# Fast Robust Predicates for Computational Geometry: Something in Julia?

Hello all,

I am doing a lot of computations for a package (`DynamicalBilliards.jl`) where I very often compute dot products, differences, multiplications and sums of floating point numbers that are very small (order of 1e-12 to 1e-16) and also very close with each other. Of course this is bad computationally and I have noticed that it is extremely hard to control the precision of the outputs, since the results of these computations are always compared with numbers of order 1… Normally I get deviations from the “theoretically expected” calculations of order of 1e-10 instead of 1e-16.

In essence, there are some things that I compute all the time, but could maybe be done better. What I need in the most fundamental level are methods to deduce:

1. Whether a point is inside or outside of a circle.
2. Whether a point is to the left or to the right of a straight line
3. The distance of a point from a straight line.

At all of these cases the point is extremely close to the circle/line. I have found online that there exists a resource written by Jonathan Richard Shewchuk here: https://www.cs.cmu.edu/~quake/robust.html
with a short paper giving the algorithms here: https://people.eecs.berkeley.edu/~jrs/papers/robust-predicates.pdf

The problem is, I don’t understand the paper since I am not a computer scientist. So I am asking here, is there something similar implemented in Julia? Or in general are there any methods to calculate my 3 points without having to subtract numbers that are close to 1e-16 all the time?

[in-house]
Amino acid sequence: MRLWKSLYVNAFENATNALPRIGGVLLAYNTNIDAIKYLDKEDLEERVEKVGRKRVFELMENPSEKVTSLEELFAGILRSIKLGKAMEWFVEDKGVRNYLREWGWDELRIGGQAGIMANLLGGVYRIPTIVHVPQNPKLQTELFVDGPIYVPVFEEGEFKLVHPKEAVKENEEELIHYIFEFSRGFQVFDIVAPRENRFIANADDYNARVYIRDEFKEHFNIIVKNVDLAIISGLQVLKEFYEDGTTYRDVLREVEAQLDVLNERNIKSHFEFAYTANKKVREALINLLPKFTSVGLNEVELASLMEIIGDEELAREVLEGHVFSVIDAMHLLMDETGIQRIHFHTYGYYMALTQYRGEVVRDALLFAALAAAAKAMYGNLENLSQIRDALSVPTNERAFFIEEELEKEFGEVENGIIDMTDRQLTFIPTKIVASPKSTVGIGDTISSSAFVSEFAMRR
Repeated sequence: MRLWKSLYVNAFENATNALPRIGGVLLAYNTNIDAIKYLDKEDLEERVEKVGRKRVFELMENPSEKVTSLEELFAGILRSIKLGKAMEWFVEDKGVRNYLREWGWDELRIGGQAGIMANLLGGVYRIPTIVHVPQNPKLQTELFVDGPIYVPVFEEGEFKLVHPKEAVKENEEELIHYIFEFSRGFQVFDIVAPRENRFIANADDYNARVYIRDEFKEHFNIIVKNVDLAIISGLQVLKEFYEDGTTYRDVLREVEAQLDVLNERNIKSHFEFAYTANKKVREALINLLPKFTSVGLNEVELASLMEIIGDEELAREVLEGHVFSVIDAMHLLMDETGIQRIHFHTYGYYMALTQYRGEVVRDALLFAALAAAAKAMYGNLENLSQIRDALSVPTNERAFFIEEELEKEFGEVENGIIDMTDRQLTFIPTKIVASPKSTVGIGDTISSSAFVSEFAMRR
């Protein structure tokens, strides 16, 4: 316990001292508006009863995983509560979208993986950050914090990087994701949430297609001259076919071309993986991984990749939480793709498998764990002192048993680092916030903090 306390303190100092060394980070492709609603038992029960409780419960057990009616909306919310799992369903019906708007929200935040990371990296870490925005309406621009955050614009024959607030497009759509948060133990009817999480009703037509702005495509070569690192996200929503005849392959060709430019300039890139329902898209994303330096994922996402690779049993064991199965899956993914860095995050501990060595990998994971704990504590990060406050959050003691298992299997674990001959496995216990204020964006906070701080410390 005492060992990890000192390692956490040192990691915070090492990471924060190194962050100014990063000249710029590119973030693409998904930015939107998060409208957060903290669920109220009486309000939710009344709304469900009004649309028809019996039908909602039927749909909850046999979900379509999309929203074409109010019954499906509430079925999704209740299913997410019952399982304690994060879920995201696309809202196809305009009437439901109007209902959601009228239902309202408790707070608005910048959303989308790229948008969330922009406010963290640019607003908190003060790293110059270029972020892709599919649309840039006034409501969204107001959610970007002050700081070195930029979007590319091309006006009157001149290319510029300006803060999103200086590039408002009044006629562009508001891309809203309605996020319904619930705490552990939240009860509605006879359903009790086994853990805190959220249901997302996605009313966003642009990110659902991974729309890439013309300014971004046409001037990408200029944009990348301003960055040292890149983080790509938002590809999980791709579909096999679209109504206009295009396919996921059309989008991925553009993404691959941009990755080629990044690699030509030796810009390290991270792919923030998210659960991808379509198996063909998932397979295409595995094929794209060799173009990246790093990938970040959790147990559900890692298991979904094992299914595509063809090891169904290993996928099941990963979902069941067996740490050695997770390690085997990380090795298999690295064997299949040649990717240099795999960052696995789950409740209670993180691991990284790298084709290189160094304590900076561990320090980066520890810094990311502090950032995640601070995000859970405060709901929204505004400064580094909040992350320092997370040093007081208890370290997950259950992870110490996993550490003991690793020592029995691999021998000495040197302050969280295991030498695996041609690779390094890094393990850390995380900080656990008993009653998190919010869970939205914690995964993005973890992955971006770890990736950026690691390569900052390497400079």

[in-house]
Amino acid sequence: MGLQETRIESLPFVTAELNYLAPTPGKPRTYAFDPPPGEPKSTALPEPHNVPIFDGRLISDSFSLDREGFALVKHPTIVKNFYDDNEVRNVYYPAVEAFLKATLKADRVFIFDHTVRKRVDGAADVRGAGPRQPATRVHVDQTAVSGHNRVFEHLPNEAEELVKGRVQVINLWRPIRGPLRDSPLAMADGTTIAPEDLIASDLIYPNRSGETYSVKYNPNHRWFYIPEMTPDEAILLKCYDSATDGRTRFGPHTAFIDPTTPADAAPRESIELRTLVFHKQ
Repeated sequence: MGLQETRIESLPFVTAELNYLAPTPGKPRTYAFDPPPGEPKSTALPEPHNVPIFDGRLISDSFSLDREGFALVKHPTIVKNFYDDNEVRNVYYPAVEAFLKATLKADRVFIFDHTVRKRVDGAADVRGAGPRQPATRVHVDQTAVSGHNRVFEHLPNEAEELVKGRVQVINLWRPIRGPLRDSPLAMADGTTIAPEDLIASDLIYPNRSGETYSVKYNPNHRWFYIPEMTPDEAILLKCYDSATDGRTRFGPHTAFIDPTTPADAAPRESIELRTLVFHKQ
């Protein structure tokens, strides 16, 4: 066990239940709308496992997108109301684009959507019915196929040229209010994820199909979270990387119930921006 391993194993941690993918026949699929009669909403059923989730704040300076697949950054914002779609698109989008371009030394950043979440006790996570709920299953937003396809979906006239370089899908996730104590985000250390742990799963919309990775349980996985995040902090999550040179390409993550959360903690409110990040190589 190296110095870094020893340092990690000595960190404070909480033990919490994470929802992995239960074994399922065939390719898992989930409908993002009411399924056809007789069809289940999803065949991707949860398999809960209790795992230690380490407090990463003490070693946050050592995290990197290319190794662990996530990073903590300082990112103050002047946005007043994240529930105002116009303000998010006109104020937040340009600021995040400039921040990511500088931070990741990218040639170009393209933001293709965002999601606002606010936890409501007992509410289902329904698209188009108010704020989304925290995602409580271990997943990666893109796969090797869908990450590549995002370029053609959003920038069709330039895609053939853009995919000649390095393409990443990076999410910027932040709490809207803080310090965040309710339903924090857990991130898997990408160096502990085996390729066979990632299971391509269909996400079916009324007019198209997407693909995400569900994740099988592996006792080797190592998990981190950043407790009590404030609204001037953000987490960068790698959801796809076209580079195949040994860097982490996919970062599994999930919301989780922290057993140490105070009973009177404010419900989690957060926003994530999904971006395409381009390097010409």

Example: to calculate whether a point is inside of a circle or not I calculate `d = norm(pos - a.c) - a.r` with `a.c` the center of the circle and `a.r` the radius. If `d>0` the particle is outside the circle.

1 Like

@yarik12 The first link is super promising, and would be what I was looking for. Unfortunately the limitation `1<=x <= 2` is very extreme and makes the package unusable 1 Like

Not sure, but I think you could easily normalize your grid to that, but haven’t looked at it in greater detail. If you’re looking for intersections and reflections etc you could take a look at RayTraceEllipsoid.jl

I had the same frustration that you had with GeometricalPredicates.jl, so I developed and recently released ExactPredicates.jl. It is robust, extensible and provides similar performance than CGAL or Shewchuk’s library. I can easily add new predicates, just ask.

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All of these are fairly simple using conformal geometric algebra, which I implemented in Grassmann.jl package. Computing intersections of things or determening whether something is inside or outside, or computing distances is all built in to the algebra.

This may or may not be related, but problem number 2 in the 100 digit challenge consists essentially of simulating billiards with circular obstacles. The normal way of solving this is to use large or arbitrary precision arithmetic. I am not aware of a way of doing this correctly in the usual floating point arithmetic.